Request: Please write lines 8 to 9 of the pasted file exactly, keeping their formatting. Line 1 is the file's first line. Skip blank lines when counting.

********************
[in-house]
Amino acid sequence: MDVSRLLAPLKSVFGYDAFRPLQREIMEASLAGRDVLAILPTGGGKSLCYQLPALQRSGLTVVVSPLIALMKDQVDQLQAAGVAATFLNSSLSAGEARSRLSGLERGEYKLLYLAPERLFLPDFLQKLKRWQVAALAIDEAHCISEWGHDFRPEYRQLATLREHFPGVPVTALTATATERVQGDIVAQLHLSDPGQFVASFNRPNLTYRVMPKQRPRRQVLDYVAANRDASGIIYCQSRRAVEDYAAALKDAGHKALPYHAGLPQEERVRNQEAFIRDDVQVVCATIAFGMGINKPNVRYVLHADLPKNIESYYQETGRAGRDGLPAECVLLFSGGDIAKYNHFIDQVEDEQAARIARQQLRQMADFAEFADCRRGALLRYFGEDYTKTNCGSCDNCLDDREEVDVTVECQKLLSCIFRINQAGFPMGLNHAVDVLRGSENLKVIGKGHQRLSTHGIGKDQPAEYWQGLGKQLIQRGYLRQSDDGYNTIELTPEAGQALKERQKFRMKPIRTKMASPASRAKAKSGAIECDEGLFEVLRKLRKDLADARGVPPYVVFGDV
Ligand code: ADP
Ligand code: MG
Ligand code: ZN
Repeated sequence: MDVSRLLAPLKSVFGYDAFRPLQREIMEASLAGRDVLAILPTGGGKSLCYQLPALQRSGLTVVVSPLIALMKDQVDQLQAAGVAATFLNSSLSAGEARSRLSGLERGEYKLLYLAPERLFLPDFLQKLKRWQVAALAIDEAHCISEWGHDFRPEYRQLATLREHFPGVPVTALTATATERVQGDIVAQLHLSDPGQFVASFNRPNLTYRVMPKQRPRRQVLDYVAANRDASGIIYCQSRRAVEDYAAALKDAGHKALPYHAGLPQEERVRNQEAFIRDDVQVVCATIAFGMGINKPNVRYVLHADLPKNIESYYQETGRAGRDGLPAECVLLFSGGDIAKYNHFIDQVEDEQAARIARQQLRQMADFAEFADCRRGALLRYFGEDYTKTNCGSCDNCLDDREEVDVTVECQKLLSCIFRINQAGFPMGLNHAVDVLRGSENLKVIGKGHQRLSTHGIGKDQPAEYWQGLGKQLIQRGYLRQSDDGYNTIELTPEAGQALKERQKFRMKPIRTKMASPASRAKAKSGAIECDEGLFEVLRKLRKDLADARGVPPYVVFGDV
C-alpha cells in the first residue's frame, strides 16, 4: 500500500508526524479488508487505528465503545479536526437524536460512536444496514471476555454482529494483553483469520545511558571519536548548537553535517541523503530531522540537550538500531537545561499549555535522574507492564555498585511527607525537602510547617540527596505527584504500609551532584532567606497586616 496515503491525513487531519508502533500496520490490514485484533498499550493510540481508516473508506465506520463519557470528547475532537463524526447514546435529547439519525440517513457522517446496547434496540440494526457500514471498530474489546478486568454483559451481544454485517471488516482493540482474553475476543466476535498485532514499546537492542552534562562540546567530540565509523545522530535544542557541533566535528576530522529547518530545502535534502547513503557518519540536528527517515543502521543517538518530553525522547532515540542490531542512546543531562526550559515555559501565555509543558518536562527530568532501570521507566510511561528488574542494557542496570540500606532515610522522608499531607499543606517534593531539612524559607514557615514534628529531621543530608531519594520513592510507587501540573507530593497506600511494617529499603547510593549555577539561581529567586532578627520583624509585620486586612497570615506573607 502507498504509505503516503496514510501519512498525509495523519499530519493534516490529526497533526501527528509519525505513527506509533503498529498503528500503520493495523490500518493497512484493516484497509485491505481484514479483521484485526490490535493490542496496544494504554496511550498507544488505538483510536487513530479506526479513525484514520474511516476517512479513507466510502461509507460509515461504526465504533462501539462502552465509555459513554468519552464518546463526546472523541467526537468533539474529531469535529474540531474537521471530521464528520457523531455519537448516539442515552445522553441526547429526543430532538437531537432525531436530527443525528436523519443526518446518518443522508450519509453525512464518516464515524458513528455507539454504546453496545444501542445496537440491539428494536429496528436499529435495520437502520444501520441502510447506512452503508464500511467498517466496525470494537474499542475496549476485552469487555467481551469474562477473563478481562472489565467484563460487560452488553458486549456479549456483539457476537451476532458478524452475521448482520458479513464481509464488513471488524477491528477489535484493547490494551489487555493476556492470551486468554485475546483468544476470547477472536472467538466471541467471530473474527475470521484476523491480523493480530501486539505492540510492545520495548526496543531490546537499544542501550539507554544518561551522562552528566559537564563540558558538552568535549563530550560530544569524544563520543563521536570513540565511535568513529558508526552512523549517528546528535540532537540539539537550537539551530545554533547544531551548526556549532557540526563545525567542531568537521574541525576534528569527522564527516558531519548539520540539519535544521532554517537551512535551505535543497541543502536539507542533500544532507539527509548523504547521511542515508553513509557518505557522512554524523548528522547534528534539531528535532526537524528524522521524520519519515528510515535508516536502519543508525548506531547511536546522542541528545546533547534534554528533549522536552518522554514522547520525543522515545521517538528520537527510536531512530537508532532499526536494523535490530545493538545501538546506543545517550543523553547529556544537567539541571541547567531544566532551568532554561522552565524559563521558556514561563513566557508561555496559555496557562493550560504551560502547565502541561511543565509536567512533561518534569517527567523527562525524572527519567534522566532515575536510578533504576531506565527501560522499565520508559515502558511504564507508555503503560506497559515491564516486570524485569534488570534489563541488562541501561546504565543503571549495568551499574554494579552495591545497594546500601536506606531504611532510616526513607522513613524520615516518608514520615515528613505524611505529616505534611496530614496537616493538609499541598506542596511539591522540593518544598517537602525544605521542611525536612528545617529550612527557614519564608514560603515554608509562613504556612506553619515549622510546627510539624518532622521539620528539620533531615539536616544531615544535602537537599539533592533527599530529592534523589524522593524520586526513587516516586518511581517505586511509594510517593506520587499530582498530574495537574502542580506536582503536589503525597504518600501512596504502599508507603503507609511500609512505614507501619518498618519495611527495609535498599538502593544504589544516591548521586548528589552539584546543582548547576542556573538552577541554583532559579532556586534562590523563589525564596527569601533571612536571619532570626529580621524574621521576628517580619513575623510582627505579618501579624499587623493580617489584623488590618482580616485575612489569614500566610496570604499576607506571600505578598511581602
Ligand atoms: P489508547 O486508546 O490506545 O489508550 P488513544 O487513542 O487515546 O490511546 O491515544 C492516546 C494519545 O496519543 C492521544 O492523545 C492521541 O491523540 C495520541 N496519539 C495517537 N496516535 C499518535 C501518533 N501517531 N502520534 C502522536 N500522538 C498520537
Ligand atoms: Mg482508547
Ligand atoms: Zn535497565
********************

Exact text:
Ligand atoms: P489508547 O486508546 O490506545 O489508550 P488513544 O487513542 O487515546 O490511546 O491515544 C492516546 C494519545 O496519543 C492521544 O492523545 C492521541 O491523540 C495520541 N496519539 C495517537 N496516535 C499518535 C501518533 N501517531 N502520534 C502522536 N500522538 C498520537
Ligand atoms: Mg482508547